For instance, natural light is always nice, but windows usurp wall space. A skylight might work better. Double doors allow more light inside and are practical for moving lawnmowers and bikes in and out. Running underground wire to the shed for lights and power offers great benefits.
Unless you require a shed that sits almost at ground level, skip the concrete slab. Pouring slab adds grunt work to the project. And, if you want to remove the shed and use the site for something else, you have a large hunk of concrete you might have to break up.
Here are three foundation schemes to consider:
Set the entire structure on 4×4 pressure-treated posts at each corner. Dig post holes about two feet deep and anchor with concrete. Posts should rise to wall height. A framework of floor joists fastens to the posts and should sit about six inches off the ground. The post technique works well on a sloped site.
Instead of posts, set your shed on 4×4- or 4×6-inch girders sitting above ground on concrete pier blocks„those hefty little cubes used to support deck posts. A framework of floor joists rests on and is toenailed to the girders.
I built my shed on skids, the easiest method and one that leaves your shed closer to the ground. Just lay two 6×6 or 6×8 pressure-treated timbers under opposite shed walls and partially sink them in dug-out beds of 3/4-inch gravel. Level the timbers and attach the floor-joist framework directly to them.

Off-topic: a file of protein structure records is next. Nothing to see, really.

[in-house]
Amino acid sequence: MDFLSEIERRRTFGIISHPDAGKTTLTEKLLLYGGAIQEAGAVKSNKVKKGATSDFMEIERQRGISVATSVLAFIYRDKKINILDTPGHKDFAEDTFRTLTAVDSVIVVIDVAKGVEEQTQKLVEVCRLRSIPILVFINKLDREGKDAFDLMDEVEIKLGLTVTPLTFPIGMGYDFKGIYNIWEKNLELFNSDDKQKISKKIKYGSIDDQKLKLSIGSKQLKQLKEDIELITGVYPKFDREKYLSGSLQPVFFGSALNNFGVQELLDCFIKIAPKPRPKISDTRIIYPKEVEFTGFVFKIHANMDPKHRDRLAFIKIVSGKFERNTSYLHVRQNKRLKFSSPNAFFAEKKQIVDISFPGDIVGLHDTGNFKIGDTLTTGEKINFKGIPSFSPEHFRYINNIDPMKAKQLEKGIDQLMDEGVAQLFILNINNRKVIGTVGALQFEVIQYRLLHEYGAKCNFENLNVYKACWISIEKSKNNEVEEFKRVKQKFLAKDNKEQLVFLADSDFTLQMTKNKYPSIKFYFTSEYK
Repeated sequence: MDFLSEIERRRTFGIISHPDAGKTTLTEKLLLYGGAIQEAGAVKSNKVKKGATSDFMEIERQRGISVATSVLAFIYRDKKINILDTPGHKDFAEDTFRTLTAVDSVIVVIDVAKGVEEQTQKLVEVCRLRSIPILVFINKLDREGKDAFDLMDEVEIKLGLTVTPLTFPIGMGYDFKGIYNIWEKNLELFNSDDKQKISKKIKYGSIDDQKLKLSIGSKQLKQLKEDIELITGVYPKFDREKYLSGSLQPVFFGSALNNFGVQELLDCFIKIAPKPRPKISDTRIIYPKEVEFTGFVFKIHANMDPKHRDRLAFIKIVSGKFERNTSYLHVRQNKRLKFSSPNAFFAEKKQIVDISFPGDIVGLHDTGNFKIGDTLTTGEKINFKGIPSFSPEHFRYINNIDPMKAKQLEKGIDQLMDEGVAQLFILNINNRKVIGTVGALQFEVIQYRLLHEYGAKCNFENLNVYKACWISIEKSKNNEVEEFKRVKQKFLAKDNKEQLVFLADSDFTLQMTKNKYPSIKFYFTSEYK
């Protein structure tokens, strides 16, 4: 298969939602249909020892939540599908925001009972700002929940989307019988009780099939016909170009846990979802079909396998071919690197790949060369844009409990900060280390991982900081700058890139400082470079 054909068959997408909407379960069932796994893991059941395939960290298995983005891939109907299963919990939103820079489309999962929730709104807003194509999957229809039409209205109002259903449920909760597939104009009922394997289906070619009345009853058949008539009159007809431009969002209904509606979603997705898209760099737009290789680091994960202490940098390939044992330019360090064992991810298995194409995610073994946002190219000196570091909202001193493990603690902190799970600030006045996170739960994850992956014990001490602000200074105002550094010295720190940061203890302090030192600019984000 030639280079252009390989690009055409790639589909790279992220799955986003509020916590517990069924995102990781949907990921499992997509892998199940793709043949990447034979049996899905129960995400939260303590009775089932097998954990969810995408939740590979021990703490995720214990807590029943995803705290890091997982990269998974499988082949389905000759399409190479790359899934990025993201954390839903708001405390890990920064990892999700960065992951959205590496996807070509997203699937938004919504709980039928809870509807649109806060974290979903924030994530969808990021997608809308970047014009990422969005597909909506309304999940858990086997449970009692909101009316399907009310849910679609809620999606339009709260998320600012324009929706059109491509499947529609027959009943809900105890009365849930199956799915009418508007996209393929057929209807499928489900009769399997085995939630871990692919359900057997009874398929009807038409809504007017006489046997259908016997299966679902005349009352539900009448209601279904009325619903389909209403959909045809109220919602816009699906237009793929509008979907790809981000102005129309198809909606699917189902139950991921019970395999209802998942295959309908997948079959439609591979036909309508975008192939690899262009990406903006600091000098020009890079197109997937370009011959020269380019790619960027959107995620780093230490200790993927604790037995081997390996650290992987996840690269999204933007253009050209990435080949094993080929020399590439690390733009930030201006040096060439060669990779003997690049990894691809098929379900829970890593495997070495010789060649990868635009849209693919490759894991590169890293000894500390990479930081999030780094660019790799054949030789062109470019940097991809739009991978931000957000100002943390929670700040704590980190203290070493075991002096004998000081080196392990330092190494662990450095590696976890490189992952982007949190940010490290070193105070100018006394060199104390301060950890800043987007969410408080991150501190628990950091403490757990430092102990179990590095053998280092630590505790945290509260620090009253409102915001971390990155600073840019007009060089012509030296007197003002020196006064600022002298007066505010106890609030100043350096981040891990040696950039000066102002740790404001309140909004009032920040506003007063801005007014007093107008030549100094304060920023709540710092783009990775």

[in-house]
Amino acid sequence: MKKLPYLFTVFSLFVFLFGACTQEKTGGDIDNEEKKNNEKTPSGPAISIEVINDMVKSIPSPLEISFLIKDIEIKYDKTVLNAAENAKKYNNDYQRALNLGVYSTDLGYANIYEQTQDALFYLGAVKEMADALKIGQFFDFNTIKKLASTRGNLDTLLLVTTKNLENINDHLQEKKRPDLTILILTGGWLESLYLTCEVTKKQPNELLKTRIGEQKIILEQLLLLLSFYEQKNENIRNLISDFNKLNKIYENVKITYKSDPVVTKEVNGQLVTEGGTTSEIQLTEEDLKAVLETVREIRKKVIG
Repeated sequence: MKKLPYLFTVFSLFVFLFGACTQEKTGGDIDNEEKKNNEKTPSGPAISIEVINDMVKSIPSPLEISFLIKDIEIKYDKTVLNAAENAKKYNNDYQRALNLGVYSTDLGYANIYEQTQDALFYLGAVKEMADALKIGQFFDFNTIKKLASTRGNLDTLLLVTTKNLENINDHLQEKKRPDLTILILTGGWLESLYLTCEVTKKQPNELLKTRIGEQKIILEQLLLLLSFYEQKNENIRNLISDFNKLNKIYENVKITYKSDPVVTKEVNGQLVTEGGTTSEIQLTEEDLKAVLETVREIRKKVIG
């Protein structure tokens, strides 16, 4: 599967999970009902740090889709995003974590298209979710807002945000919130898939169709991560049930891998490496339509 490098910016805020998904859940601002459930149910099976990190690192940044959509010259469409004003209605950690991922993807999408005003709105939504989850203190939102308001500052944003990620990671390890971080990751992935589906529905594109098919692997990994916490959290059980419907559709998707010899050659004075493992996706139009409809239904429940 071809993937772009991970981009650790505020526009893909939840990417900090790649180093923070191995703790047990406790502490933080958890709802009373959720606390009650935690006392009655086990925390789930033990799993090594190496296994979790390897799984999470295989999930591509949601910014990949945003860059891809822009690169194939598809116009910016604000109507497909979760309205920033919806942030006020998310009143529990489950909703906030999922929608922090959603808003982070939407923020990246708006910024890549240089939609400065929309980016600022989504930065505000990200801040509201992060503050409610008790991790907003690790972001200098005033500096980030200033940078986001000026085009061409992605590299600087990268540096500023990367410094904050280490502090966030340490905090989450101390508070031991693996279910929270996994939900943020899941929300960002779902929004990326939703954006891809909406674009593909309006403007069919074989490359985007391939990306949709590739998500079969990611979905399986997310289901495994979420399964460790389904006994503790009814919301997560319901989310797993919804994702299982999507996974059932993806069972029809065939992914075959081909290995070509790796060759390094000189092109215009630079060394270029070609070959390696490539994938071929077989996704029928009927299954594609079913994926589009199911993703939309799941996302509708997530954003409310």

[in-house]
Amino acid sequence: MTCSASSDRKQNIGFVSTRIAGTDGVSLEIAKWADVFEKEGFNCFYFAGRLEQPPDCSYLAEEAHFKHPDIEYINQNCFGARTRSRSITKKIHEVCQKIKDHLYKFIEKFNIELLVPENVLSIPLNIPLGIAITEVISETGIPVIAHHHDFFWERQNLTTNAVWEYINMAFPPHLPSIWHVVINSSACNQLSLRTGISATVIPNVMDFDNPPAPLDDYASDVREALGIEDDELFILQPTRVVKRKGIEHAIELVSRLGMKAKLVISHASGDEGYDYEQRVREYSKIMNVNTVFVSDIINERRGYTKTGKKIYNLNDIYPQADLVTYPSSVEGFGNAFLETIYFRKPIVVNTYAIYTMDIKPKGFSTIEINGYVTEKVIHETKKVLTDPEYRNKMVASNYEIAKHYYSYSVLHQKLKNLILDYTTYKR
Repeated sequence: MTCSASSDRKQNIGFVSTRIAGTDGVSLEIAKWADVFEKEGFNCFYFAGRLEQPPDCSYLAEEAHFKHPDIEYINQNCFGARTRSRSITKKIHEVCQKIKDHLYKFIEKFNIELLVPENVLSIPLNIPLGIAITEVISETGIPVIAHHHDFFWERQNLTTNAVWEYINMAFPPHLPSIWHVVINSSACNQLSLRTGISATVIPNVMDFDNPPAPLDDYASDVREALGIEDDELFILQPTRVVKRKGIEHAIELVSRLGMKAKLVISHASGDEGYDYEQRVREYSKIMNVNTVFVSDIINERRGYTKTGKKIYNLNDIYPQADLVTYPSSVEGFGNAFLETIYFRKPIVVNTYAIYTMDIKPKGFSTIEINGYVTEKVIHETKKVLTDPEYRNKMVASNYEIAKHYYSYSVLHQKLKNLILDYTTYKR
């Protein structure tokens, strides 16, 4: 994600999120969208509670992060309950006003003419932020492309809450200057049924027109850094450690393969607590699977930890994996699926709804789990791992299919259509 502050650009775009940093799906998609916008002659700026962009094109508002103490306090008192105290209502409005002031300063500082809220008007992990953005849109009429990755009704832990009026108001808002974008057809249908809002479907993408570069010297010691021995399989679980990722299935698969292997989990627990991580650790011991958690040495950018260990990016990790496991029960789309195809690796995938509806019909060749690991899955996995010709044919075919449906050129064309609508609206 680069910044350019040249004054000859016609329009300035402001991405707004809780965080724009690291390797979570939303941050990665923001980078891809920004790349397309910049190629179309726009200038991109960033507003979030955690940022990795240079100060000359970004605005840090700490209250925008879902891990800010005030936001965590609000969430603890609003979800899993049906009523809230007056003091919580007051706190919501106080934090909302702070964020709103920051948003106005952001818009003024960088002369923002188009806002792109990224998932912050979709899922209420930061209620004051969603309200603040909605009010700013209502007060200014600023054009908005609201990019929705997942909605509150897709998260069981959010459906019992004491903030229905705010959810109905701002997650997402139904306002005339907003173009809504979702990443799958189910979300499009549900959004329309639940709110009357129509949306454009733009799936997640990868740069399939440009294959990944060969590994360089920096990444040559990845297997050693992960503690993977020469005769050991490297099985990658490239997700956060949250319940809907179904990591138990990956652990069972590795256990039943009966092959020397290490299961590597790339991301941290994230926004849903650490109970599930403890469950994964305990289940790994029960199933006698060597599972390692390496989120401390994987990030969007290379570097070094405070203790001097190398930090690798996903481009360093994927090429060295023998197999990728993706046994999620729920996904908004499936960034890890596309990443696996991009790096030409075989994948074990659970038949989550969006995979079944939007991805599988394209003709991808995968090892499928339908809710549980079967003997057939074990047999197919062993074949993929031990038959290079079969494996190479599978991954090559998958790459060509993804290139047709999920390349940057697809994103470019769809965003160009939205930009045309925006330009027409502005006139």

Once you have a foundation, work your way up. Depending on the width of the shed, frame the floor with 2×6 or 2×8 joists. Build standard 2×4 stud walls. Cut rafters out of 2×6 roof stock. Three-quarter-inch plywood makes a solid floor. I’d use galvanized nails throughout the construction, to avoid rust.
If you haven’t framed before, read up on putting in headers for doors and windows and on cutting rafters. Any basic carpentry text covers these common techniques. They’re not tough. Just take your time and enjoy swinging the hammer. Remember to check routinely for level, plumb, and square as you work.
Adding the roof and walls
Please, no green corrugated fiberglass shed roofs. Start by adding fascia boards around the roof edge. Then cover the rafters with 1/2-inch CDX plywood, install any skylights, roll out felt paper, and install flashing and roofing material. If you have composition tab roofing on your house, try to match the color. Cedar shingles or shakes are more expensive but, if you’re trying to match the house, the number needed for a shed won’t blow the budget.
If you’re using lap or single siding on your shed, first cover the stud walls with 1/2-inch CDX plywood, install any windows, and staple 15-pound felt paper over the sheathing. If you’re using 5/8-inch textured wood siding with grooves in it (known as T-1-11), you don’t really need to mess with sheathing for a shed. Just nail it directly to the studs.
Make double doors using 2×4 stock for the frame and plywood siding for the doors. Hang them so they open out. Know what sort of hinges and hardware you plan to use before you build. Buying pre-hung double doors is a more expensive alternative.
Trim and paint:
Cut and install trim around doors, windows, and corners. In some cases, you’ll do this before you install the siding. Again, match the house if you’re trying to blend in. Caulk around trim work and paint or stain.
Since non-slab foundations tend to raise the floor of a shed, you may need to build a ramp up to the doorway so you can wheel the mower and bikes in and out.
Plant some bushes or flowers around the shed. Then get busy building that pergola.